Updated: Jun 23, 2020
Kevin Scott Caja, Cyber Security Director.
Today's headlines focus on the rapid global increase in cyber-attacks on high profile organisations, individuals, and countries globally. But in Hong Kong, the big threats to Information Security for corporations are not limited to hackers. Employee theft or mistreatment of customer data and supplier details is a problem too.
The risks are especially pronounced for Hong Kong listed companies, who are required by local and foreign regulators and the investment community to protect critical data.
Some of the most damaging information losses recorded by I-OnAsia over the past two decades have involved rogue employees who walk out the door with valuable client information. National security and politics are exciting for the average newspaper reader. However, if you dig deep into the data about major loss events that affect large listed companies, both in Hong Kong and elsewhere, the insider threat is a big problem.
“What is your current staff dismissal policy?
How can staff report suspicious behaviour of a peer?”
At I-OnAsia, we recommend a holistic awareness of the growing threat of cyber-attacks and cyber-crime, including a practical understanding that if you own a business in Hong Kong, your employees pose a threat to information loss.
It starts with good Cyber Risk Management.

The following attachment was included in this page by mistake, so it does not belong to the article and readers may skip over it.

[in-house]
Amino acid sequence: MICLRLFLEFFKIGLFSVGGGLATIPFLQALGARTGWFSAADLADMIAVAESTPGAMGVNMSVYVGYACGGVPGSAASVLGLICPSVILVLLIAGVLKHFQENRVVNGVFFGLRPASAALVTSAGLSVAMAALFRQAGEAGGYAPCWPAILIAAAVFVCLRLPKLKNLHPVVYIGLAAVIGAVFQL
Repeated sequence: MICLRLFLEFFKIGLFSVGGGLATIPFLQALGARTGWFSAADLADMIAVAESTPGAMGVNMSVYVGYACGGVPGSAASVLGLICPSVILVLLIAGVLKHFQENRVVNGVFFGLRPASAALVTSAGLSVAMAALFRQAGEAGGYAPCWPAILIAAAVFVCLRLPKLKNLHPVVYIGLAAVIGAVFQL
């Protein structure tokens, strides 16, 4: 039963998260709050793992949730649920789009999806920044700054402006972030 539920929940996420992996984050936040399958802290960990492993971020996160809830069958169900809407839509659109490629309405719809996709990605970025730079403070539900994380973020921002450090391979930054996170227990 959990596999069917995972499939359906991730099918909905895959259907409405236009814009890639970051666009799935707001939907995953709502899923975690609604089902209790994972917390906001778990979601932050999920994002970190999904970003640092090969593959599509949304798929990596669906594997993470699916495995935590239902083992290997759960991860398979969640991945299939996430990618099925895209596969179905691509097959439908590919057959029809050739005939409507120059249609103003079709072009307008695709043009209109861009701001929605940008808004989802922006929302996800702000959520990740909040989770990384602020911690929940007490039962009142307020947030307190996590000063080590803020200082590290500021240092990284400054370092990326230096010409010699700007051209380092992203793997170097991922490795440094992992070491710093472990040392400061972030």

I-OnAsia is uniquely positioned to help prepare risk assessments on cyber issues for companies listed in Hong Kong. I-OnAsia maintains a proprietary database of significant operational risk loss events that have caused losses for corporations listed in Hong Kong. The database enables us to bring real-world insights to the boardroom on what are the most likely, and most impact, types of losses to consider in every risk assessment. Informed by the big picture, I-OnAsia is trusted by arms of the Hong Kong government, major Hong Kong multinationals, and other companies operating in Hong Kong to examine cyber risks in a Hong Kong context. This includes an understanding of market standards and local regulatory requirements.
Reviews of systems and processes on a regular basis gives confidence that you good defences to prevent such breaches by both external and internal threats. More than three quarters of global companies said in a recent survey admitted they may have a false sense of security about cyber threats and were not prepared to fend off outsider threats. The survey respondents' admitted weaknesses included: not having formal internet security policies for staff, not using cyber experts (such as I-OnAsia) to test systems, and not having good data backups.
I-OnAsia's very skilled Cyber Security team can help with planning and preparation to prevent losses, and tests cyber security preparedness for Hong Kong companies every year.
If your data was stolen, or lost, how long could your organisation survive?
Is your Business Continuity Plan current, and has it been tested?
No doubt, it is important to keep an eye out for the hacker risk in Hong Kong too.
The hacker threat means that organisations run the risk of operating one day and closing the next if the attack is serious enough.
“Hackers are holding foreign exchange company Travelex to ransom after a cyber-attack forced the firm to turn off all computer systems and resort to using pen and paper.” BBC News